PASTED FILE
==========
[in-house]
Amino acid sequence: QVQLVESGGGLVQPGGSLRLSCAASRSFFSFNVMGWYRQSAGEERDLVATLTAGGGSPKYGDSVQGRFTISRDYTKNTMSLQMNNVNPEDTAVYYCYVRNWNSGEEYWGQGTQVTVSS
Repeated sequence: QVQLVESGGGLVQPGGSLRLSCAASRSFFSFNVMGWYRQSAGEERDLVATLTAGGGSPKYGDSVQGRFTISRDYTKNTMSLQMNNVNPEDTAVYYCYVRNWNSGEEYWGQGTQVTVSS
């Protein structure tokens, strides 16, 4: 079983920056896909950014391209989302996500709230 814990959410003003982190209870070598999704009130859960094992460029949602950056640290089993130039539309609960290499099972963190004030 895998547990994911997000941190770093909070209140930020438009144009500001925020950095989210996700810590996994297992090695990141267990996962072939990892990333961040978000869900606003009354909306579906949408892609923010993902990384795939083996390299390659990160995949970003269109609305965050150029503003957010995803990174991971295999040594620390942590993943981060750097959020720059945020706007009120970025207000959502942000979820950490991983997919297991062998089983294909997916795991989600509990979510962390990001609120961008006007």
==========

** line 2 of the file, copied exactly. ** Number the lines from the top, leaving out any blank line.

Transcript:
Amino acid sequence: QVQLVESGGGLVQPGGSLRLSCAASRSFFSFNVMGWYRQSAGEERDLVATLTAGGGSPKYGDSVQGRFTISRDYTKNTMSLQMNNVNPEDTAVYYCYVRNWNSGEEYWGQGTQVTVSS